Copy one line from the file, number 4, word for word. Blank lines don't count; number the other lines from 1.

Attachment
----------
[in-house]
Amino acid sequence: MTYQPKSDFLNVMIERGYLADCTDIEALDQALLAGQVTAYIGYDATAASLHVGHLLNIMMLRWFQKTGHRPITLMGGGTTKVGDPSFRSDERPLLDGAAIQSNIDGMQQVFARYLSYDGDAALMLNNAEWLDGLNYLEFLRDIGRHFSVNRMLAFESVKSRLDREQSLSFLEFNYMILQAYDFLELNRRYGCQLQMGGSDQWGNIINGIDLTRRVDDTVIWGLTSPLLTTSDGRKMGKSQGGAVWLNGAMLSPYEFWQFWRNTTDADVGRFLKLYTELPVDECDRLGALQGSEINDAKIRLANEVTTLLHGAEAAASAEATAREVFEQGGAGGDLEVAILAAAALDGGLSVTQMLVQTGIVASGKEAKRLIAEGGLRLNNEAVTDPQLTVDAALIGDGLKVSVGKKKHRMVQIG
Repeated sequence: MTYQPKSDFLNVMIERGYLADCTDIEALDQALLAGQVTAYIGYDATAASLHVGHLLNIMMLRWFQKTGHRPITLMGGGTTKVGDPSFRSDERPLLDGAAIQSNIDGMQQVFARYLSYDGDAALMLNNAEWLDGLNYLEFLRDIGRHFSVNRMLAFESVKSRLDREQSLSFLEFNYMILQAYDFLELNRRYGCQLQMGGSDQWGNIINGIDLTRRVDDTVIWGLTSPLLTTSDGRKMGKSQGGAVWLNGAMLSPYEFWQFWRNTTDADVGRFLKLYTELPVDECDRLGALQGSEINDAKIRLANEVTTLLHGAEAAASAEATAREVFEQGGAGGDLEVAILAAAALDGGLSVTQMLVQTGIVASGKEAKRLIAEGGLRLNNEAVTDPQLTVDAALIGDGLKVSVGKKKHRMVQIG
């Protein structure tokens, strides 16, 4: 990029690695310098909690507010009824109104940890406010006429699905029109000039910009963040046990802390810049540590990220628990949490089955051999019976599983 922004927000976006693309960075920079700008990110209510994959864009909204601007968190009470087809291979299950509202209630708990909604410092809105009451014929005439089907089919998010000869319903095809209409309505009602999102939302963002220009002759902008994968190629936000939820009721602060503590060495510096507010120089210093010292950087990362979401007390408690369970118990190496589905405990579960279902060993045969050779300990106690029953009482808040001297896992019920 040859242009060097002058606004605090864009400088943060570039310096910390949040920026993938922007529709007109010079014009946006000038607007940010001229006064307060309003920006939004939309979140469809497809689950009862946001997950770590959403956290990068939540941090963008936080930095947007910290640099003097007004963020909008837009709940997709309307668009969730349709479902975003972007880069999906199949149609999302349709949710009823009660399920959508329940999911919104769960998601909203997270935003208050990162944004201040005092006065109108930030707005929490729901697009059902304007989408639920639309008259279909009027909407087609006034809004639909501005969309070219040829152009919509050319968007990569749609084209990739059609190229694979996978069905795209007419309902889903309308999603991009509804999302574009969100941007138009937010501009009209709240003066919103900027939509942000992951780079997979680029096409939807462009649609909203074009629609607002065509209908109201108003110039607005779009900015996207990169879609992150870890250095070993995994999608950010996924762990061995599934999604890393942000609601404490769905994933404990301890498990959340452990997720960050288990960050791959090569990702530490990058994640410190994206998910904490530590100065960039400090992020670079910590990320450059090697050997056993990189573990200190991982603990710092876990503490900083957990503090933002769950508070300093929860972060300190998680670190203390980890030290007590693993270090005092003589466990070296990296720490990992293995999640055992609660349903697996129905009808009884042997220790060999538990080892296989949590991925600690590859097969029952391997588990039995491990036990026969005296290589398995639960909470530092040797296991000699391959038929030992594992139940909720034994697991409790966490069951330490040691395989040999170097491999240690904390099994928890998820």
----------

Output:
């Protein structure tokens, strides 16, 4: 990029690695310098909690507010009824109104940890406010006429699905029109000039910009963040046990802390810049540590990220628990949490089955051999019976599983 922004927000976006693309960075920079700008990110209510994959864009909204601007968190009470087809291979299950509202209630708990909604410092809105009451014929005439089907089919998010000869319903095809209409309505009602999102939302963002220009002759902008994968190629936000939820009721602060503590060495510096507010120089210093010292950087990362979401007390408690369970118990190496589905405990579960279902060993045969050779300990106690029953009482808040001297896992019920 040859242009060097002058606004605090864009400088943060570039310096910390949040920026993938922007529709007109010079014009946006000038607007940010001229006064307060309003920006939004939309979140469809497809689950009862946001997950770590959403956290990068939540941090963008936080930095947007910290640099003097007004963020909008837009709940997709309307668009969730349709479902975003972007880069999906199949149609999302349709949710009823009660399920959508329940999911919104769960998601909203997270935003208050990162944004201040005092006065109108930030707005929490729901697009059902304007989408639920639309008259279909009027909407087609006034809004639909501005969309070219040829152009919509050319968007990569749609084209990739059609190229694979996978069905795209007419309902889903309308999603991009509804999302574009969100941007138009937010501009009209709240003066919103900027939509942000992951780079997979680029096409939807462009649609909203074009629609607002065509209908109201108003110039607005779009900015996207990169879609992150870890250095070993995994999608950010996924762990061995599934999604890393942000609601404490769905994933404990301890498990959340452990997720960050288990960050791959090569990702530490990058994640410190994206998910904490530590100065960039400090992020670079910590990320450059090697050997056993990189573990200190991982603990710092876990503490900083957990503090933002769950508070300093929860972060300190998680670190203390980890030290007590693993270090005092003589466990070296990296720490990992293995999640055992609660349903697996129905009808009884042997220790060999538990080892296989949590991925600690590859097969029952391997588990039995491990036990026969005296290589398995639960909470530092040797296991000699391959038929030992594992139940909720034994697991409790966490069951330490040691395989040999170097491999240690904390099994928890998820």